It was common for a medical care facility worker to hear a name or the spelling of a name incorrectly and punch it into the system that way, or to mismatch patients with the same name with different Social Security numbers.
“What we found in those 80 million records is there is about a 14% error rate. A lot of it is people get married, they change names . . . but there’s just a ton of error in their records,” Mascho said.
So, Mascho and his team developed some systems to identify the error while a patient is standing at the check-in counter.
The system would alert the user duplicate records existed for the person checking in, and that it needed to be fixed.
But still, they were overwhelmed by the number of problems they were having. It was difficult to keep up with the demand of the mistakes.
Using AI to Fix What’s Broken
Mascho and his team realized they needed to develop a tool to help make these changes easier, and that’s where RPA and AI came in.
“You could actually log into multiple systems, change these records at once, start to pull their insurance eligibility prior to them getting there,” Mascho explained, and “actually realize ahead of time that there’s a problem, and do this before someone causes a grave mistake on someone’s medical record.”
Wanting to fix this problem was a natural urge for Mascho.
“My mission is to build something that doesn’t exist, and fix what’s broken,” he said. “It ends up fitting everything that I do.”
What he found in health care was an extremely broken system, for several reasons.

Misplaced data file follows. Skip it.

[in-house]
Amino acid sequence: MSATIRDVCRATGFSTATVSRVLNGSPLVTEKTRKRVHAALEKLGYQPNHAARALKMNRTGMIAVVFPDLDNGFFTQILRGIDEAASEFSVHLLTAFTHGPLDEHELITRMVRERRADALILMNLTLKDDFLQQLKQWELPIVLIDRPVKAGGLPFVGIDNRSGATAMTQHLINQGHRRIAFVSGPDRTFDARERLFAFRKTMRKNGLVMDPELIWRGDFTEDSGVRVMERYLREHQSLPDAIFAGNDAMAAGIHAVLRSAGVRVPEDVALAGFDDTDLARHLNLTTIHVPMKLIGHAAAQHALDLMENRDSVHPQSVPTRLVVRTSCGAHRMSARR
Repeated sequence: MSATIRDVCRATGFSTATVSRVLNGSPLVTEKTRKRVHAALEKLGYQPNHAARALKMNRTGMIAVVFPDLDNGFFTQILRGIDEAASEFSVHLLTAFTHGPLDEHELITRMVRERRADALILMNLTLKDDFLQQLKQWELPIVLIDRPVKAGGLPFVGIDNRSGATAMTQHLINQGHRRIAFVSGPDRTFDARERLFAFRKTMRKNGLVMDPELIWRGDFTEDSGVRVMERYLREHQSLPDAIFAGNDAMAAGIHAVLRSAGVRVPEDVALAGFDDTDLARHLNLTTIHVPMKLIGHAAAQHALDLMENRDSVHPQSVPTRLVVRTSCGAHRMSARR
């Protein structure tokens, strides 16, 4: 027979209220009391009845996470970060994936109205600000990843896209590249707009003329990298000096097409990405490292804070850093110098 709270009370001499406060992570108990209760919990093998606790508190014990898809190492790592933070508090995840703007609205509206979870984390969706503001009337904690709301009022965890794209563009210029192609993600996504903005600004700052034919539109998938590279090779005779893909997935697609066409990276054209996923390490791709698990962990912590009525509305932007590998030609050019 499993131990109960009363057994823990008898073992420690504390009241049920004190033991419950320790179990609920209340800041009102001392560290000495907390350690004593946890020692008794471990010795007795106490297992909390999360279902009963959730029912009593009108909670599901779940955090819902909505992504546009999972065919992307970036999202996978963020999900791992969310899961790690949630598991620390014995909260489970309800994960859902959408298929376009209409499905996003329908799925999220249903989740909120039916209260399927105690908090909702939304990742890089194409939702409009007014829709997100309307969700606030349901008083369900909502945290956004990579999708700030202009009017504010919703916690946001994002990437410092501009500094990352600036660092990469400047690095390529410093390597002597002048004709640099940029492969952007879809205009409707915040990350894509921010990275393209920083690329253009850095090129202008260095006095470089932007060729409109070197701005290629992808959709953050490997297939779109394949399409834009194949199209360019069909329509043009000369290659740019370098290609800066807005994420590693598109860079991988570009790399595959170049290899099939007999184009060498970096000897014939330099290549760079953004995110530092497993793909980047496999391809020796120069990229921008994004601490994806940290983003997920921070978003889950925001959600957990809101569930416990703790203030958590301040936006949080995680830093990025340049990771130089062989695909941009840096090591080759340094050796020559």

“I actually saw it as a kind of greenfield we could get into, have a big impact and an impact that wasn’t just a dollar-amount impact, but it actually was going to affect people’s lives,” Mascho said.
And that’s why he jumped into it in 2012. He ended up as president and co-founder of CrossChx overseeing the growing, venture-backed company. It has since raised $75 million to fund the entire process.
And besides his “World’s Greatest Dad Mug,” it was with CrossChx Mascho felt he received one of the most important recognitions of his career — three years in a row, the company was named “Best Place to Work in Columbus.”
The company grew from a small to medium and large-sized business over the course of those three years, but still maintained it was a great place to work.
“I would say I’m proudest of that. Proudest that we built a place that people wanted to come to work every day, and they were excited about the work that they did, and that we created an environment that empowered them,” Mascho said.